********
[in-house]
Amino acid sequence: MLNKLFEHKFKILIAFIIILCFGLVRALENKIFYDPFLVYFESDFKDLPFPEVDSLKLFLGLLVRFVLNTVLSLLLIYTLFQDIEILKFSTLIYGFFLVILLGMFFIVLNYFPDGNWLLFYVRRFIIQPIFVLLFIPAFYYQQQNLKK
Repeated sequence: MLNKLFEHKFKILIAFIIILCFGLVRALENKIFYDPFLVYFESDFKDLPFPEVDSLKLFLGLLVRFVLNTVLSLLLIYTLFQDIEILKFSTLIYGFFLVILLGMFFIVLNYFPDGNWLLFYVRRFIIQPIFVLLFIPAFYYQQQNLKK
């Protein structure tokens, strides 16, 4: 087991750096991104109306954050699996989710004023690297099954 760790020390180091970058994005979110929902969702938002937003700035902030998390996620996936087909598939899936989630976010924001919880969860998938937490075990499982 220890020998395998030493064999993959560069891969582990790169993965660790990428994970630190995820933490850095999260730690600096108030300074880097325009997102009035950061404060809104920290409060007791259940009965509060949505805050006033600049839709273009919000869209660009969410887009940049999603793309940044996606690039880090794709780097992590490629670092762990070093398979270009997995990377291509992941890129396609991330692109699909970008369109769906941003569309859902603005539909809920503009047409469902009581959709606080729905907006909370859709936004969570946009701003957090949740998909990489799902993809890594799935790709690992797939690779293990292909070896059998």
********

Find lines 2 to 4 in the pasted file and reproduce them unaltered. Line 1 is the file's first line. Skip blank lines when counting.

Amino acid sequence: MLNKLFEHKFKILIAFIIILCFGLVRALENKIFYDPFLVYFESDFKDLPFPEVDSLKLFLGLLVRFVLNTVLSLLLIYTLFQDIEILKFSTLIYGFFLVILLGMFFIVLNYFPDGNWLLFYVRRFIIQPIFVLLFIPAFYYQQQNLKK
Repeated sequence: MLNKLFEHKFKILIAFIIILCFGLVRALENKIFYDPFLVYFESDFKDLPFPEVDSLKLFLGLLVRFVLNTVLSLLLIYTLFQDIEILKFSTLIYGFFLVILLGMFFIVLNYFPDGNWLLFYVRRFIIQPIFVLLFIPAFYYQQQNLKK
């Protein structure tokens, strides 16, 4: 087991750096991104109306954050699996989710004023690297099954 760790020390180091970058994005979110929902969702938002937003700035902030998390996620996936087909598939899936989630976010924001919880969860998938937490075990499982 220890020998395998030493064999993959560069891969582990790169993965660790990428994970630190995820933490850095999260730690600096108030300074880097325009997102009035950061404060809104920290409060007791259940009965509060949505805050006033600049839709273009919000869209660009969410887009940049999603793309940044996606690039880090794709780097992590490629670092762990070093398979270009997995990377291509992941890129396609991330692109699909970008369109769906941003569309859902603005539909809920503009047409469902009581959709606080729905907006909370859709936004969570946009701003957090949740998909990489799902993809890594799935790709690992797939690779293990292909070896059998």